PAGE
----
Now What?

by Jessie Mabrey
June 2008


Fifteen years in a war zone. Watching my back, watching what I say, watching what I do. Constantly on alert. Suspicion and mistrust became my main survival skills, the only ones I can count on. Drastically changing my way of thinking and reacting to the point where I don’t know who I am anymore.

Who are these people around me? Eventually, there is no desire to even question who they are. I no longer care. I must survive by any means necessary. I can’t feel anything. Am I still in shock? Is this a nightmare? What does traffic sound like? I can’t remember. Do we still have phones? What’s a blackberry? Is anyone gonna teach me how to use one? Do I still turn the ignition on a car, or push a button? What do you mean toilets flush by themselves?

Now you wanna let me go, right? The person that left the free world is not the person returning to it. How’s my family being prepared for that? When does the deprogramming begin? Or does it? Fifteen years in a war zone, less than one year to the parole board.

Now what?


Tell Me Where it Hurts
by Jessie Mabrey
June 2008

“When the pain of remaining the same becomes greater than the pain of change, change will come.”

I always wondered what that quote meant. How could change come from overwhelming pain inflicted and endured? I’ve spent my entire life believing pain is to be endured, just “suck it up” and keep it moving.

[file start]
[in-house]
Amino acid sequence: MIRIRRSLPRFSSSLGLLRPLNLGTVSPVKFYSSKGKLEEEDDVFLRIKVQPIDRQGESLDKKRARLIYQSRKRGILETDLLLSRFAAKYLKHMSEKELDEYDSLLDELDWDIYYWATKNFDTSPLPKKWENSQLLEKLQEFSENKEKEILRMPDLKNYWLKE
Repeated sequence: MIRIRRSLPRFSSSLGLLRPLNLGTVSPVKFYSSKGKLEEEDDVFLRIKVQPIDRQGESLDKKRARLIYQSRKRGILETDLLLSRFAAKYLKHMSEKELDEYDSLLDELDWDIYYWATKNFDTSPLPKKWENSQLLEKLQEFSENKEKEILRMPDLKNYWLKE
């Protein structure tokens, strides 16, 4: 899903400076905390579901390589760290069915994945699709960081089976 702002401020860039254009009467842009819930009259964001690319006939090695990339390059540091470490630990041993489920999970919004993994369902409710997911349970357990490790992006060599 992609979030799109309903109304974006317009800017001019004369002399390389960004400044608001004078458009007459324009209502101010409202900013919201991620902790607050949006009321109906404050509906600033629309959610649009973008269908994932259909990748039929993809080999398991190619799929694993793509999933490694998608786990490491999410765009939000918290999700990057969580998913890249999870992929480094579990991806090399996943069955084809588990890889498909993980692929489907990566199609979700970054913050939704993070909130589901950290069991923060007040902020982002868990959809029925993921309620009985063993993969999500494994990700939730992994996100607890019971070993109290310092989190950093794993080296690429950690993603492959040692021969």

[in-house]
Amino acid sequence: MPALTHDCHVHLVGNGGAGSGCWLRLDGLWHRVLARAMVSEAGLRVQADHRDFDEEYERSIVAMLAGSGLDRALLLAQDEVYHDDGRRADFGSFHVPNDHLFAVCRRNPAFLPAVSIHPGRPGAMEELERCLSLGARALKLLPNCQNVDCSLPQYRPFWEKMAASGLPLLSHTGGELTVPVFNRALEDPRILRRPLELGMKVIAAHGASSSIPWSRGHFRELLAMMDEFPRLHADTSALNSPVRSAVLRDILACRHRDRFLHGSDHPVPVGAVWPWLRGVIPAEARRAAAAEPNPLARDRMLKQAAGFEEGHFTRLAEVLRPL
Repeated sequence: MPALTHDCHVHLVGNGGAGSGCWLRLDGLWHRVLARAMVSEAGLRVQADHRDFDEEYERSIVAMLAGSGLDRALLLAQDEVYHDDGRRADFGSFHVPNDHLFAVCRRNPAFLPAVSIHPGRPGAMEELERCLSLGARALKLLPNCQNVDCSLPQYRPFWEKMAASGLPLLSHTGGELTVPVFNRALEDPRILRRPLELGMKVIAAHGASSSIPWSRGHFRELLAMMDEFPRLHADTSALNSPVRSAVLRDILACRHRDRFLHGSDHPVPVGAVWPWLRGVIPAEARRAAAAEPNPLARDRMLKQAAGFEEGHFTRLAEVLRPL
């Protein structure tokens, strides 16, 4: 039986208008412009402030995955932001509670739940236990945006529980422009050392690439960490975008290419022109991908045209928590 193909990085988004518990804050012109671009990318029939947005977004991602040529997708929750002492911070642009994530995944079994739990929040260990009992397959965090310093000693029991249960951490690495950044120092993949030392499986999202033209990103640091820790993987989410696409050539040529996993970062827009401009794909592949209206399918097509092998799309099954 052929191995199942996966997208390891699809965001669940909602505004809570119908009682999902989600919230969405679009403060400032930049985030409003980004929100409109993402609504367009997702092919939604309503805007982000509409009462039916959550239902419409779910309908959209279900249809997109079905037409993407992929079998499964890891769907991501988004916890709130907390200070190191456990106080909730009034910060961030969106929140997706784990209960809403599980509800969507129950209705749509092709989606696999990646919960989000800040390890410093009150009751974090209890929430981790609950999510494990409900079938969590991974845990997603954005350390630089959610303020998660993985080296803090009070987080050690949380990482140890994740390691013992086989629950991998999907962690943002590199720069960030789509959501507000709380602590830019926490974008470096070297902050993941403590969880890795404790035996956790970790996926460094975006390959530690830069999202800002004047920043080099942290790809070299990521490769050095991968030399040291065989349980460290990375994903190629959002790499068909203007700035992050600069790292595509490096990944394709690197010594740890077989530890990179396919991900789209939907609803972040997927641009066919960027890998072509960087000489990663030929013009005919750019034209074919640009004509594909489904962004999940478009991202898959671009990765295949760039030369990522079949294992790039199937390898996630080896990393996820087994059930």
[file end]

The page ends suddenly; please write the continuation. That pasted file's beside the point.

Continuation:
The pain of being a “colored” subservient woman became the pain of being a “black” liberated woman and then the pain of being an African-American incarcerated woman. Each decade the title changed, yet I remained the same confused little dark girl trying to “get in where I fit in,” according to what decade it was. I was fighting and scratching my way out of a hole dug by generation after generation of black and white men.

If a black man couldn’t find his place in the world, how in God’s name was I supposed to be comfortable with the fact that I had found mine?

A no-win situation. Insurmountable odds and incredible pain, guilt for being able to make it, pain from not knowing what I would become, and changing in spite of it.


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